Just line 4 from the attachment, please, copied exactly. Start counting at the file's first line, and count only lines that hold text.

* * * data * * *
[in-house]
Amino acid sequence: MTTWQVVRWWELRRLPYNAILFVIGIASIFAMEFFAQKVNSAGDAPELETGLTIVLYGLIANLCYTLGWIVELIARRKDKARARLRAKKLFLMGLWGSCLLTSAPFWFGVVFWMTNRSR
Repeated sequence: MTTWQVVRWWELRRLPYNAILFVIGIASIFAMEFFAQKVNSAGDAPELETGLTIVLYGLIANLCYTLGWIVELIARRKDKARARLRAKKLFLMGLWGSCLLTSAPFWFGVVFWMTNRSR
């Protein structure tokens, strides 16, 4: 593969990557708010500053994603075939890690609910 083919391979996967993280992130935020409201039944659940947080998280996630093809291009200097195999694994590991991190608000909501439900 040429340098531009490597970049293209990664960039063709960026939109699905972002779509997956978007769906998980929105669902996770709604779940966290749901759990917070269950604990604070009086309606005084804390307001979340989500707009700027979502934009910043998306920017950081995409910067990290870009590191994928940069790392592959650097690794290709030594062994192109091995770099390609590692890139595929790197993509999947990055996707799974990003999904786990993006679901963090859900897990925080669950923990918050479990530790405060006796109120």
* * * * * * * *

């Protein structure tokens, strides 16, 4: 593969990557708010500053994603075939890690609910 083919391979996967993280992130935020409201039944659940947080998280996630093809291009200097195999694994590991991190608000909501439900 040429340098531009490597970049293209990664960039063709960026939109699905972002779509997956978007769906998980929105669902996770709604779940966290749901759990917070269950604990604070009086309606005084804390307001979340989500707009700027979502934009910043998306920017950081995409910067990290870009590191994928940069790392592959650097690794290709030594062994192109091995770099390609590692890139595929790197993509999947990055996707799974990003999904786990993006679901963090859900897990925080669950923990918050479990530790405060006796109120």